The Close Combat Lethality Task Force has been in existence slightly under two years but has already seen its efforts bear fruit for the force most likely to make contact with the enemy and face the consequences.

Task Force director Joe L’Etoile, a retired Marine infantry officer, and retired Army Maj. Gen. Robert Scales, a partner in its founding, recently spoke with Army Times about the work of the task force now and in the future.

The director said the “buy-in” across the services and other entities has created real momentum for the close combat enterprise.

And that enterprise includes joining efforts and focusing attention on the equipment, recruiting, retaining and training of the “close combat 100,000” that make up those service members in the infantry, special operations and associated forces such as scouts and engineers who are at the edge of the tactical space.

“I believe squads are at an inflection point, technologically,” L’Etoile said. “Squads of the near future will be highly enabled, have access to a joint panoply of fires, they will have exquisite situational awareness which allows for the vision of distributed operations as both a tactical advantage and as an answer to adversary precision long range strike that is just really right there on the horizon.”

For most of the first year, the task force put its weight behind equipment improvements. Those ranged from lighter but tougher helmets, better fitting and better protecting body armor, a new rifle, better weapons optics and small soldier-borne sensors.

“What’s really exciting now,” L’Etoile said, “is that stuff is being fielded.”

While the pursuit of overmatch on the gear side will continue, late last year the task force shifted its gaze to the human potential. Namely, they’ve been harnessing data to better understand who might make it through the rigors of close combat and also who might thrive.

That’s included efforts with Combat Capabilities Development Command in the Army and their pilot program soon to launch fully fledged MASTR-E, or Monitoring and Assessing Soldier Tactical Readiness and Effectiveness, and the development of a squad lethality metric.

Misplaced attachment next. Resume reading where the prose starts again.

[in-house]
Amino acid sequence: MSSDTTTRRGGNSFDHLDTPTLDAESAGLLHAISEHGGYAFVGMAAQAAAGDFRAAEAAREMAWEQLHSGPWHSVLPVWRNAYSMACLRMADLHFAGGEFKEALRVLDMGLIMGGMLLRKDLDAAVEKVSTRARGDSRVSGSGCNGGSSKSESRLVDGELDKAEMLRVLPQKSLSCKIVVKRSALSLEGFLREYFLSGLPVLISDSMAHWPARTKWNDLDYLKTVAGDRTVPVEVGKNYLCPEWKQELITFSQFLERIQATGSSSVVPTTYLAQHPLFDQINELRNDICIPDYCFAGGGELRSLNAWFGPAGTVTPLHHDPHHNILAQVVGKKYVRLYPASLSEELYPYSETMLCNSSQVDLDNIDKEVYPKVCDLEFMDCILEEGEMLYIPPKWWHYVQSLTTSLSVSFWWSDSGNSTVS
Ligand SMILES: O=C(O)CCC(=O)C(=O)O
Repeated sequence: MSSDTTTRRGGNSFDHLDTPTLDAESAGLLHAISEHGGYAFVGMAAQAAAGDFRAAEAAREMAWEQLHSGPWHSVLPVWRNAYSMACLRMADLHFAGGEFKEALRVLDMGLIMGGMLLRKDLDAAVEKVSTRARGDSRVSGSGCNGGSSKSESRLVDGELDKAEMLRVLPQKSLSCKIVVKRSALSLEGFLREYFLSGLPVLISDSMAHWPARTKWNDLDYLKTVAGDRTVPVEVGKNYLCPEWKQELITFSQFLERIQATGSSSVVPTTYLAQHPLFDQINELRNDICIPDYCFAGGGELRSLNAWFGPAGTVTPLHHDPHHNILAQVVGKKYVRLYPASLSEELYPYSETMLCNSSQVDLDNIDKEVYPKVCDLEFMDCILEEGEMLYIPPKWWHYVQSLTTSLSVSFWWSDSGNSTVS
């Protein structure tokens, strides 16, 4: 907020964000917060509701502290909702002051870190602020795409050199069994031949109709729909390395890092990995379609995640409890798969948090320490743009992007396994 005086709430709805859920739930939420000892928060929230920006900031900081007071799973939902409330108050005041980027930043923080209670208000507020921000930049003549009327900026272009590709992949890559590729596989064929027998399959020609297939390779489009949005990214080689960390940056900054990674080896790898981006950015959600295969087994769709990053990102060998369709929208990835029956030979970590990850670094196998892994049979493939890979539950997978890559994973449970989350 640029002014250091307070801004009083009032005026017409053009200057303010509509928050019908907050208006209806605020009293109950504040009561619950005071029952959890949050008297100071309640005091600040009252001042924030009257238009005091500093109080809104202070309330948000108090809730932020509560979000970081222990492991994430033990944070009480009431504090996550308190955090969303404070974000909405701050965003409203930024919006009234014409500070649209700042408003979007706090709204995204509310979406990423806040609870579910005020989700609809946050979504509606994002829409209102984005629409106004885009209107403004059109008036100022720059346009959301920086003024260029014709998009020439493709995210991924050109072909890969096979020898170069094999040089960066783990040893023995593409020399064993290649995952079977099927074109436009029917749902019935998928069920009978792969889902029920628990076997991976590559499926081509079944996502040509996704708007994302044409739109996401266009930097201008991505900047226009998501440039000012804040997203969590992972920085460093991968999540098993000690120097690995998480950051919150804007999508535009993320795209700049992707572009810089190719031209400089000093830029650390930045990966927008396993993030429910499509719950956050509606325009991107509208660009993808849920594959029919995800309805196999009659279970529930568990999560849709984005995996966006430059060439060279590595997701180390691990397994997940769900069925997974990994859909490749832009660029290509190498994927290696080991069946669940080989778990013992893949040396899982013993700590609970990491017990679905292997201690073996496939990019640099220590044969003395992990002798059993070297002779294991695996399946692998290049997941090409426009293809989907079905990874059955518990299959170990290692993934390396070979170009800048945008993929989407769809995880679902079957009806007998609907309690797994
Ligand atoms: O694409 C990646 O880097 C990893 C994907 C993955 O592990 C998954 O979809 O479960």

Researchers working with the CCLTF are combing through more than one million data sets from the Tailored Adaptive Personality Assessment System to better understand how to improve accessions, MOS assignments and other information on individual troops.

Some efforts have already seen adoption. The CCLTF was an early advocate for reducing or ending non-lethality focused training events that took time away from basic soldiering and squad preparation. Then-Secretary of the Army Mark Esper echoed similar statements to the Army, seeking ways to reduce the non-combat load on commanders.

They’re also seeing data-based solutions being used to better identify when an individual might reach a point of failure in a rigorous training cycle, injecting the right kind of training to get them through or bringing them back for another chance at that particular pipeline.

“That’s smart human capital management,” L’Etoile said.

By using those interventions they’re keeping people in the training pipelines they might have otherwise lost simply because of one bad training event or day of training.